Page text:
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The political communication of independent regulatory agencies


Puppis, Manuel; Maggetti, Martino; Gilardi, Fabrizio; Biela, Jan; Papadopoulos, Yannis (2014). The political communication of independent regulatory agencies. Swiss Political Science Review = Schweizerische Zeitschrift für Politikwissenschaft, 20(3):388-412.

Abstract

Since independent regulatory agencies (IRAs) became key actors in European regulatory governance in the 1990s, a significant share of policy-making has been carried out by organizations that are neither democratically elected nor directly accountable to elected politicians. In this context, public communication plays an important role. On the one hand, regulatory agencies might try to use communication to raise their accountability and thereby to mitigate their democratic deficit. On the other hand, communication may be used with the intent to steer the behavior of the regulated industry when more coercive regulatory means are unfeasible or undesirable. However, empirical research focusing directly on how regulators communicate is virtually non-existent. To fill this gap, this paper examines the public communication of IRAs in four countries (the United Kingdom, Germany, Ireland, and Switzerland) and three sectors (financial services, telecommunications, and broadcasting). The empirical analysis, based on qualitative interviews and a quantitative content analysis, indicates that the organization of the communication function follows a national pattern approach while a policy sector approach is helpful for understanding the use of communication as a soft tool of regulation.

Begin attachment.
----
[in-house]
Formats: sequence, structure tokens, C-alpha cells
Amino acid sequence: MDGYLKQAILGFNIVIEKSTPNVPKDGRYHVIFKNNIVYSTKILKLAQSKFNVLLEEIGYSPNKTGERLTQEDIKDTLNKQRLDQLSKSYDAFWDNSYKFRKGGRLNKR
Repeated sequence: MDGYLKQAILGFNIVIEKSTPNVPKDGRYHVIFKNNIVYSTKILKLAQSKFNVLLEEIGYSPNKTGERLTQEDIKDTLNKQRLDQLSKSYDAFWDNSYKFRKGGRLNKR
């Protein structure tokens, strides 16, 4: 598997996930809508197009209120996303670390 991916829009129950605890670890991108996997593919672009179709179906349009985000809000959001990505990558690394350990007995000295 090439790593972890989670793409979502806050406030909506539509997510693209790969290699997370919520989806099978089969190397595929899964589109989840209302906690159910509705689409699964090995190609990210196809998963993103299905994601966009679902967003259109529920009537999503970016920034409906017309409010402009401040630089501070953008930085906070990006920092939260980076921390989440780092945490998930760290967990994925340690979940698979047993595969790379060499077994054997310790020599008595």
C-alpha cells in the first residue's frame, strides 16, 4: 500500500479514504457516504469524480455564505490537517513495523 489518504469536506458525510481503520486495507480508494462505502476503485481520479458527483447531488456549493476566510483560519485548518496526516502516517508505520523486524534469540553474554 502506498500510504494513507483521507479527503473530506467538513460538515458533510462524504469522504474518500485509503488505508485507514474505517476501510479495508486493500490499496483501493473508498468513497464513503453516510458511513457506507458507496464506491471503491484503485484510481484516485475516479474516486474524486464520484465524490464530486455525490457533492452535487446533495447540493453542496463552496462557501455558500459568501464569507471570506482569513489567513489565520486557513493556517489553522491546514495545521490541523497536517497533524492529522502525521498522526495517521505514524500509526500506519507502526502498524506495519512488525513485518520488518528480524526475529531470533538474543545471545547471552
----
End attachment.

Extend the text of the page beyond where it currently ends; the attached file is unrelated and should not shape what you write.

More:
Abstract

Since independent regulatory agencies (IRAs) became key actors in European regulatory governance in the 1990s, a significant share of policy-making has been carried out by organizations that are neither democratically elected nor directly accountable to elected politicians. In this context, public communication plays an important role. On the one hand, regulatory agencies might try to use communication to raise their accountability and thereby to mitigate their democratic deficit. On the other hand, communication may be used with the intent to steer the behavior of the regulated industry when more coercive regulatory means are unfeasible or undesirable. However, empirical research focusing directly on how regulators communicate is virtually non-existent. To fill this gap, this paper examines the public communication of IRAs in four countries (the United Kingdom, Germany, Ireland, and Switzerland) and three sectors (financial services, telecommunications, and broadcasting). The empirical analysis, based on qualitative interviews and a quantitative content analysis, indicates that the organization of the communication function follows a national pattern approach while a policy sector approach is helpful for understanding the use of communication as a soft tool of regulation.

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Additional indexing

Item Type:Journal Article, refereed, original work
Communities & Collections:06 Faculty of Arts > Institute of Political Science
Dewey Decimal Classification:320 Political science
Uncontrolled Keywords:Accountability, Legitimacy, Media, Regulation
Language:English
Date:September 2014
Deposited On:05 Jan 2015 16:58
Last Modified:08 Dec 2017 09:24
Publisher:Wiley-Blackwell Publishing, Inc.
ISSN:1424-7755
Publisher DOI:https://doi.org/10.1111/spsr.12118
Official URL:http://onlinelibrary.wiley.com/doi/10.1111/spsr.12118/pdf
Related URLs:http://onlinelibrary.wiley.com/doi/10.1111/spsr.12118/abstract

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